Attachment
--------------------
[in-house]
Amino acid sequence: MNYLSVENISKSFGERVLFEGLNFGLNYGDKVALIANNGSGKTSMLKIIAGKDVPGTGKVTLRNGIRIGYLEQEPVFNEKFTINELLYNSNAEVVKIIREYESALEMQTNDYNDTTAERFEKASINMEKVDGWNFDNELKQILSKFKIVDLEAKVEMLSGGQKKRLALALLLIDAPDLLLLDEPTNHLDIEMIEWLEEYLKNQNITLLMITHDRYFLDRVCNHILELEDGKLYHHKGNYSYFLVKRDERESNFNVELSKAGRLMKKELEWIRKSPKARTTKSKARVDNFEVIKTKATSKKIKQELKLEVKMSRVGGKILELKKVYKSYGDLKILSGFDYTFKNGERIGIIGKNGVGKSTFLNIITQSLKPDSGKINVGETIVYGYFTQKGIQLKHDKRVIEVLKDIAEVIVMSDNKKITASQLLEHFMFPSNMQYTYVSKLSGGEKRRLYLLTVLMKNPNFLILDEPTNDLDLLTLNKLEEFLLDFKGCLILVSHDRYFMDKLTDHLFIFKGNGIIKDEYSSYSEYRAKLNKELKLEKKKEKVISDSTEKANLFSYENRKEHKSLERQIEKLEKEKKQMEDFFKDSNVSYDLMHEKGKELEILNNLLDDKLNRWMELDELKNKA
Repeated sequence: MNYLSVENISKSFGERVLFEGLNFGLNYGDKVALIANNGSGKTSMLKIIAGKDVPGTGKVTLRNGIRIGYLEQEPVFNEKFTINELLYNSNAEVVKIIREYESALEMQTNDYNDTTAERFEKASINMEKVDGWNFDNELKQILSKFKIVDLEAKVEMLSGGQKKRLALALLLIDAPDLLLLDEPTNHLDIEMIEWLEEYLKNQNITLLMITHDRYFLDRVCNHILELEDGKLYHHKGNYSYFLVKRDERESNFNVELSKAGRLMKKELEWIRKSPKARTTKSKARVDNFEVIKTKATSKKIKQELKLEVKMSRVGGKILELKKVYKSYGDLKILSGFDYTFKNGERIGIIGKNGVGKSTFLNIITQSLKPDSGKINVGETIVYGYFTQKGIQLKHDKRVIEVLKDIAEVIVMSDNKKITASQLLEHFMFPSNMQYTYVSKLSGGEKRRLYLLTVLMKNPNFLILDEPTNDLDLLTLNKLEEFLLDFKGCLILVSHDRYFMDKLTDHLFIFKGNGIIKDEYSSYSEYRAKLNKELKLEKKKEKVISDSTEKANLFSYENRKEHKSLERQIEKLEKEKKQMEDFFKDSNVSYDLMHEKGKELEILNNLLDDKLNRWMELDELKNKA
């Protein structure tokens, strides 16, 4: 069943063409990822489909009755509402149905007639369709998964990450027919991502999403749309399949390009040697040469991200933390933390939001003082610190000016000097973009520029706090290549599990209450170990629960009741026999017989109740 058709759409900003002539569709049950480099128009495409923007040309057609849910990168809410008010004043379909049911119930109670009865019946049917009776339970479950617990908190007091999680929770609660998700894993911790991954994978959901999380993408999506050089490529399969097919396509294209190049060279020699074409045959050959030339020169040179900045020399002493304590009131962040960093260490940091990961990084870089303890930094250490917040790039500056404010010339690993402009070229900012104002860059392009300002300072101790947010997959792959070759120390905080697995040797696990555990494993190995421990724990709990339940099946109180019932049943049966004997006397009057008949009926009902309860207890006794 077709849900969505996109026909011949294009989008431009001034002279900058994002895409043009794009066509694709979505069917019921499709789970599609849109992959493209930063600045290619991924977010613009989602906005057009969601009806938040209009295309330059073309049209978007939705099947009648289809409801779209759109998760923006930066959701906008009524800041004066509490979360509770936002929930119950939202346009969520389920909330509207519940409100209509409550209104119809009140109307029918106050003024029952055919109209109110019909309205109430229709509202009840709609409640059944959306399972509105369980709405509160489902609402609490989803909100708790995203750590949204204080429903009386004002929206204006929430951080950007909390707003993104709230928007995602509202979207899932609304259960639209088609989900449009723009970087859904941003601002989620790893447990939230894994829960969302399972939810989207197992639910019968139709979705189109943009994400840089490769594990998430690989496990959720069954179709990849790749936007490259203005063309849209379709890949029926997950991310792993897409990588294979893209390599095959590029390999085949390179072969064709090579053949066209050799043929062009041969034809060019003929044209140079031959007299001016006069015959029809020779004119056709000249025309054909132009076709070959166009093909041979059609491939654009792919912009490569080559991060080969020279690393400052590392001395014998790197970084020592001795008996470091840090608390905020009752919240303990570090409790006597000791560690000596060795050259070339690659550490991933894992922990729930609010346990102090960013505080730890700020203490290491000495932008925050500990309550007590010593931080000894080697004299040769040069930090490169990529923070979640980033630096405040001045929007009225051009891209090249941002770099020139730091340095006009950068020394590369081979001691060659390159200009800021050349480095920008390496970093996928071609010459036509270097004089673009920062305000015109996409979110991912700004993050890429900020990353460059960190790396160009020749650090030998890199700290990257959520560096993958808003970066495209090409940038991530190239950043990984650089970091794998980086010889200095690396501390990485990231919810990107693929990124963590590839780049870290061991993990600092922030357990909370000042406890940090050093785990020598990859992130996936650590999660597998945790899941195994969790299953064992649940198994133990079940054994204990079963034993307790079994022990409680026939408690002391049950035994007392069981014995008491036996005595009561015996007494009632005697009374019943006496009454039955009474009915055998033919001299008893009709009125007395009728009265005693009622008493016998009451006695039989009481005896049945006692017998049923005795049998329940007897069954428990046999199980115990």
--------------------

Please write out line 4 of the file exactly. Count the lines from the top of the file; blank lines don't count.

């Protein structure tokens, strides 16, 4: 069943063409990822489909009755509402149905007639369709998964990450027919991502999403749309399949390009040697040469991200933390933390939001003082610190000016000097973009520029706090290549599990209450170990629960009741026999017989109740 058709759409900003002539569709049950480099128009495409923007040309057609849910990168809410008010004043379909049911119930109670009865019946049917009776339970479950617990908190007091999680929770609660998700894993911790991954994978959901999380993408999506050089490529399969097919396509294209190049060279020699074409045959050959030339020169040179900045020399002493304590009131962040960093260490940091990961990084870089303890930094250490917040790039500056404010010339690993402009070229900012104002860059392009300002300072101790947010997959792959070759120390905080697995040797696990555990494993190995421990724990709990339940099946109180019932049943049966004997006397009057008949009926009902309860207890006794 077709849900969505996109026909011949294009989008431009001034002279900058994002895409043009794009066509694709979505069917019921499709789970599609849109992959493209930063600045290619991924977010613009989602906005057009969601009806938040209009295309330059073309049209978007939705099947009648289809409801779209759109998760923006930066959701906008009524800041004066509490979360509770936002929930119950939202346009969520389920909330509207519940409100209509409550209104119809009140109307029918106050003024029952055919109209109110019909309205109430229709509202009840709609409640059944959306399972509105369980709405509160489902609402609490989803909100708790995203750590949204204080429903009386004002929206204006929430951080950007909390707003993104709230928007995602509202979207899932609304259960639209088609989900449009723009970087859904941003601002989620790893447990939230894994829960969302399972939810989207197992639910019968139709979705189109943009994400840089490769594990998430690989496990959720069954179709990849790749936007490259203005063309849209379709890949029926997950991310792993897409990588294979893209390599095959590029390999085949390179072969064709090579053949066209050799043929062009041969034809060019003929044209140079031959007299001016006069015959029809020779004119056709000249025309054909132009076709070959166009093909041979059609491939654009792919912009490569080559991060080969020279690393400052590392001395014998790197970084020592001795008996470091840090608390905020009752919240303990570090409790006597000791560690000596060795050259070339690659550490991933894992922990729930609010346990102090960013505080730890700020203490290491000495932008925050500990309550007590010593931080000894080697004299040769040069930090490169990529923070979640980033630096405040001045929007009225051009891209090249941002770099020139730091340095006009950068020394590369081979001691060659390159200009800021050349480095920008390496970093996928071609010459036509270097004089673009920062305000015109996409979110991912700004993050890429900020990353460059960190790396160009020749650090030998890199700290990257959520560096993958808003970066495209090409940038991530190239950043990984650089970091794998980086010889200095690396501390990485990231919810990107693929990124963590590839780049870290061991993990600092922030357990909370000042406890940090050093785990020598990859992130996936650590999660597998945790899941195994969790299953064992649940198994133990079940054994204990079963034993307790079994022990409680026939408690002391049950035994007392069981014995008491036996005595009561015996007494009632005697009374019943006496009454039955009474009915055998033919001299008893009709009125007395009728009265005693009622008493016998009451006695039989009481005896049945006692017998049923005795049998329940007897069954428990046999199980115990």